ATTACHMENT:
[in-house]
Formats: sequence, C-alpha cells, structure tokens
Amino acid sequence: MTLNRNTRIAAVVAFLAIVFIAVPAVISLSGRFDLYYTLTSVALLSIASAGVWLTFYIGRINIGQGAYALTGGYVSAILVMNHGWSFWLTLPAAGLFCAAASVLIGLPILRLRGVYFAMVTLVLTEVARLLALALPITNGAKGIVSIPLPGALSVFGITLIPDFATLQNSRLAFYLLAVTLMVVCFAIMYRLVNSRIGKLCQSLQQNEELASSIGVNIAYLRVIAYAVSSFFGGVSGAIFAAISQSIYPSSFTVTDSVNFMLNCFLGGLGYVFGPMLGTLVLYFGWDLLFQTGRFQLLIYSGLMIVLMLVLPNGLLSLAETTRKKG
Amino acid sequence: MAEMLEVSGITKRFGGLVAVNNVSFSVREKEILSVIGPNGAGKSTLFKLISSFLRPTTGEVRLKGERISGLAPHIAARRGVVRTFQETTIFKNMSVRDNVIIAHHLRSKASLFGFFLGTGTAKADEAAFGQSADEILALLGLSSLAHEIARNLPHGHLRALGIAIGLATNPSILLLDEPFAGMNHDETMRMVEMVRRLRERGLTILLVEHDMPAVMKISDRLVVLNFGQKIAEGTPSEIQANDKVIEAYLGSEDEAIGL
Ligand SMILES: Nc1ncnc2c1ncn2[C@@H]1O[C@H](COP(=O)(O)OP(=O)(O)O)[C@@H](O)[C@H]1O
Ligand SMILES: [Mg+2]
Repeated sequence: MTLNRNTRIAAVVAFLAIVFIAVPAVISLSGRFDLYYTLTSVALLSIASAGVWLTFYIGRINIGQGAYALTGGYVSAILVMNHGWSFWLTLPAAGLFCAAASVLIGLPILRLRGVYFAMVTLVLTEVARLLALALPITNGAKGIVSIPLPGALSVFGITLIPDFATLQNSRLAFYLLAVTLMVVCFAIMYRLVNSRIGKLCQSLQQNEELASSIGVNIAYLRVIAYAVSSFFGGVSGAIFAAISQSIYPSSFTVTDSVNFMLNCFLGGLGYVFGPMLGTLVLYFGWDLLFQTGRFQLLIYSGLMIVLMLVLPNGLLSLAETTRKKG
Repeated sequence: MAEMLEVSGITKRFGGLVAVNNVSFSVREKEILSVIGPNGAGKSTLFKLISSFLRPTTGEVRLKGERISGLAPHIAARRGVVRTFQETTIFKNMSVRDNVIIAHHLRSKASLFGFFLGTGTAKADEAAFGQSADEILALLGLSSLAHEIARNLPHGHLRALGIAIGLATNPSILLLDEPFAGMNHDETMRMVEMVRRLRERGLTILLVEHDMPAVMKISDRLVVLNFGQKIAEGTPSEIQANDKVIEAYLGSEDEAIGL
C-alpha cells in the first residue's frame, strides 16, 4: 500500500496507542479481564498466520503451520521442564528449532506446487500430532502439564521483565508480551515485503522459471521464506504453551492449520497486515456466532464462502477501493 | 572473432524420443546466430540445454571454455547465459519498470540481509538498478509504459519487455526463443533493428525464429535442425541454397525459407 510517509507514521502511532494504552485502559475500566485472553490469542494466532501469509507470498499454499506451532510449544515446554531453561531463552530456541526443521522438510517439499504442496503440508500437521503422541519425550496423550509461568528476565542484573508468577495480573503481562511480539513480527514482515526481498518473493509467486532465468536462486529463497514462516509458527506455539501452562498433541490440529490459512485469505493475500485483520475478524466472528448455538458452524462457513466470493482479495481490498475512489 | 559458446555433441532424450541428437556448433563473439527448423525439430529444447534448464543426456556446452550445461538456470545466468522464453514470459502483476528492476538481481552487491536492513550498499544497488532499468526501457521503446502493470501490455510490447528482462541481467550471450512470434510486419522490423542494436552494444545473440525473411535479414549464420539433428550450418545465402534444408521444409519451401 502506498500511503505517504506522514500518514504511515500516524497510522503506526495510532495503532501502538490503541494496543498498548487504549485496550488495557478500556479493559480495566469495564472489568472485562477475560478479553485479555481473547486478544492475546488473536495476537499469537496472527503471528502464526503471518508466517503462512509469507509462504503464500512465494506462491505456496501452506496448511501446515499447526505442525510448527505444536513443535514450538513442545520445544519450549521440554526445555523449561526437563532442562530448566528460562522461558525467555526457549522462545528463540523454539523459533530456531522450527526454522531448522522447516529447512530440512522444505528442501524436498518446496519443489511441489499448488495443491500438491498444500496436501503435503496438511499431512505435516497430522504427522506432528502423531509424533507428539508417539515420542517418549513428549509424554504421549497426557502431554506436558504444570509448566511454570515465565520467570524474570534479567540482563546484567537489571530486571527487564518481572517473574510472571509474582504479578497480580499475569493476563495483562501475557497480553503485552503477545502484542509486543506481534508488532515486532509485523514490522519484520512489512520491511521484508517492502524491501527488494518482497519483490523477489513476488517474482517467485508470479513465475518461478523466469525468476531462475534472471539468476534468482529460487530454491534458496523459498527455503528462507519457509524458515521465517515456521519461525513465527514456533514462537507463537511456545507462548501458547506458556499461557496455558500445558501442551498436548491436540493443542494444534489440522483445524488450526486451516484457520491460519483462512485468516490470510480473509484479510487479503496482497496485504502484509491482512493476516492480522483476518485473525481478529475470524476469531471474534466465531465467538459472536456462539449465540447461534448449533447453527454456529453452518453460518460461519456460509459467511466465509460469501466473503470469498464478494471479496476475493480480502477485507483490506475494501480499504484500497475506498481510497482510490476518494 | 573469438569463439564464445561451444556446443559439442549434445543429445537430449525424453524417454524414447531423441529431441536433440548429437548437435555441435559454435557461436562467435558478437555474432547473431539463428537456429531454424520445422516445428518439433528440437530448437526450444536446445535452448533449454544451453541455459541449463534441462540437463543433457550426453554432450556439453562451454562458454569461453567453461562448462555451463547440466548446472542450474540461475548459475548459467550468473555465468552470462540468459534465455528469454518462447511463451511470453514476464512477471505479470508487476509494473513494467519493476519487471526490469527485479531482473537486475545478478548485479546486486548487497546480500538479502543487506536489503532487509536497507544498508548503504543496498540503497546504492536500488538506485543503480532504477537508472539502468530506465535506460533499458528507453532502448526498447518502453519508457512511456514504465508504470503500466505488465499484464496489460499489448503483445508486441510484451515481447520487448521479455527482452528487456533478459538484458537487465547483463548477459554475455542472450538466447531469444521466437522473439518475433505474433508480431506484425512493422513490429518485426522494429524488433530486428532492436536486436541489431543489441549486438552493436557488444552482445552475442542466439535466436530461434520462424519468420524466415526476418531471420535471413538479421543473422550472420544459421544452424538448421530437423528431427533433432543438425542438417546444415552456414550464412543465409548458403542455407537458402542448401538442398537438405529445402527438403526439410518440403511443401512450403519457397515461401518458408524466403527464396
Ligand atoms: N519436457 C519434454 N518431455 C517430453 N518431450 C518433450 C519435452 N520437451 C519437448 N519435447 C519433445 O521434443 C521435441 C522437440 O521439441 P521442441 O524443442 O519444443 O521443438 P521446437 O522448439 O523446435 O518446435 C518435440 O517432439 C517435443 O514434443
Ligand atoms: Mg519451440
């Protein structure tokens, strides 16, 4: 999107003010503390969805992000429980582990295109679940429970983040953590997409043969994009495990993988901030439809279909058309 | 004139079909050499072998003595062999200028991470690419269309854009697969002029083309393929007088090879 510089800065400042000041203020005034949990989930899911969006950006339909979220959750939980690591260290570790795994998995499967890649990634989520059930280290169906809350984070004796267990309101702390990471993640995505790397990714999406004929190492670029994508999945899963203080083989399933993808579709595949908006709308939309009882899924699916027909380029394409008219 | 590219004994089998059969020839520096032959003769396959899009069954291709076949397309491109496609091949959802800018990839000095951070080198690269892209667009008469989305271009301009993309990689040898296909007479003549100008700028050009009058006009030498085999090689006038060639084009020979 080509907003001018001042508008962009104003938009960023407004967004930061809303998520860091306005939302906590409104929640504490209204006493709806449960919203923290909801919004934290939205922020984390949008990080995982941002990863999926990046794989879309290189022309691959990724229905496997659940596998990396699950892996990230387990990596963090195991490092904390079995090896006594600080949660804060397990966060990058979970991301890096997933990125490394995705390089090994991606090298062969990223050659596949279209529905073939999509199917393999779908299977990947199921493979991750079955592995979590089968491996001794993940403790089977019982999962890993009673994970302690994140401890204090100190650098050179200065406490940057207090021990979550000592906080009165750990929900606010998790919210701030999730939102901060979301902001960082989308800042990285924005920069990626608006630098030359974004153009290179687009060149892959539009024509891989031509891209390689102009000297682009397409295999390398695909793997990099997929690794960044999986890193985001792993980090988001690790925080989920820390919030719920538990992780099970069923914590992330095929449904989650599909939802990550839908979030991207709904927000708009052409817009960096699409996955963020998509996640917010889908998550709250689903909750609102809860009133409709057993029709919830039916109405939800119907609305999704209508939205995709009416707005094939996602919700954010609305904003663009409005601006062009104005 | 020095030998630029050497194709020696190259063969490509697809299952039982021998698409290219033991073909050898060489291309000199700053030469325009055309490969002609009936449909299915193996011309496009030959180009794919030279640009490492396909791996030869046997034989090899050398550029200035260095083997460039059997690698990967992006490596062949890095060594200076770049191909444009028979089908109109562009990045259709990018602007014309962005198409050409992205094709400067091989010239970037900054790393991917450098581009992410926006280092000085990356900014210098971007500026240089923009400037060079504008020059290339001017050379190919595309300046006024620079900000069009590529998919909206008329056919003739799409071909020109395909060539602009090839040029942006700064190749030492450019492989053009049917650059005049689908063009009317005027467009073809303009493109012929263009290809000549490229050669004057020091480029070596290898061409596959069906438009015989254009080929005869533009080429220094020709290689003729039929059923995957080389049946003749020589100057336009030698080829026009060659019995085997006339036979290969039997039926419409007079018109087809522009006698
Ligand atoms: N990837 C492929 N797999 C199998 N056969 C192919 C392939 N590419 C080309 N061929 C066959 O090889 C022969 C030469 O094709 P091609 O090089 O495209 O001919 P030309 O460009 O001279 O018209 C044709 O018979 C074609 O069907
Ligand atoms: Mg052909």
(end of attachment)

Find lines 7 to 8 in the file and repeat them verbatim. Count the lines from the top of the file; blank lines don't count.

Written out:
Repeated sequence: MTLNRNTRIAAVVAFLAIVFIAVPAVISLSGRFDLYYTLTSVALLSIASAGVWLTFYIGRINIGQGAYALTGGYVSAILVMNHGWSFWLTLPAAGLFCAAASVLIGLPILRLRGVYFAMVTLVLTEVARLLALALPITNGAKGIVSIPLPGALSVFGITLIPDFATLQNSRLAFYLLAVTLMVVCFAIMYRLVNSRIGKLCQSLQQNEELASSIGVNIAYLRVIAYAVSSFFGGVSGAIFAAISQSIYPSSFTVTDSVNFMLNCFLGGLGYVFGPMLGTLVLYFGWDLLFQTGRFQLLIYSGLMIVLMLVLPNGLLSLAETTRKKG
Repeated sequence: MAEMLEVSGITKRFGGLVAVNNVSFSVREKEILSVIGPNGAGKSTLFKLISSFLRPTTGEVRLKGERISGLAPHIAARRGVVRTFQETTIFKNMSVRDNVIIAHHLRSKASLFGFFLGTGTAKADEAAFGQSADEILALLGLSSLAHEIARNLPHGHLRALGIAIGLATNPSILLLDEPFAGMNHDETMRMVEMVRRLRERGLTILLVEHDMPAVMKISDRLVVLNFGQKIAEGTPSEIQANDKVIEAYLGSEDEAIGL